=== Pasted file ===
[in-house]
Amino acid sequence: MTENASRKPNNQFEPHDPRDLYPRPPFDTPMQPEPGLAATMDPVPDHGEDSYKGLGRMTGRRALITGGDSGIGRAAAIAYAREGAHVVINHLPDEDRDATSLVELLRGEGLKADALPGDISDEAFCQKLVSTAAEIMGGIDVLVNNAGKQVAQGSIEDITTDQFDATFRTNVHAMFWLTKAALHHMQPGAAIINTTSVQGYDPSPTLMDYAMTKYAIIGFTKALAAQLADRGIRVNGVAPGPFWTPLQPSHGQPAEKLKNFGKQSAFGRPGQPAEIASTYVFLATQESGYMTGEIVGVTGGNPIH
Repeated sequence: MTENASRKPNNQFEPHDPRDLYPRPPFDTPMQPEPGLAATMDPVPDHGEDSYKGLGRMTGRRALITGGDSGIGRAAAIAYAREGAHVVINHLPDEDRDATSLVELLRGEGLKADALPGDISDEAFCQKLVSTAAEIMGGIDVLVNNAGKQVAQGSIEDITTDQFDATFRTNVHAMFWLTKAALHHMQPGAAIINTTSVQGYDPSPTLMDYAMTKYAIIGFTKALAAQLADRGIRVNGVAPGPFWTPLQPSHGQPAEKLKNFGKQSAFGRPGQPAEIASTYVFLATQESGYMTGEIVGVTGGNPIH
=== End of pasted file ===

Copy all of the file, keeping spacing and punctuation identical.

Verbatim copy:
[in-house]
Amino acid sequence: MTENASRKPNNQFEPHDPRDLYPRPPFDTPMQPEPGLAATMDPVPDHGEDSYKGLGRMTGRRALITGGDSGIGRAAAIAYAREGAHVVINHLPDEDRDATSLVELLRGEGLKADALPGDISDEAFCQKLVSTAAEIMGGIDVLVNNAGKQVAQGSIEDITTDQFDATFRTNVHAMFWLTKAALHHMQPGAAIINTTSVQGYDPSPTLMDYAMTKYAIIGFTKALAAQLADRGIRVNGVAPGPFWTPLQPSHGQPAEKLKNFGKQSAFGRPGQPAEIASTYVFLATQESGYMTGEIVGVTGGNPIH
Repeated sequence: MTENASRKPNNQFEPHDPRDLYPRPPFDTPMQPEPGLAATMDPVPDHGEDSYKGLGRMTGRRALITGGDSGIGRAAAIAYAREGAHVVINHLPDEDRDATSLVELLRGEGLKADALPGDISDEAFCQKLVSTAAEIMGGIDVLVNNAGKQVAQGSIEDITTDQFDATFRTNVHAMFWLTKAALHHMQPGAAIINTTSVQGYDPSPTLMDYAMTKYAIIGFTKALAAQLADRGIRVNGVAPGPFWTPLQPSHGQPAEKLKNFGKQSAFGRPGQPAEIASTYVFLATQESGYMTGEIVGVTGGNPIH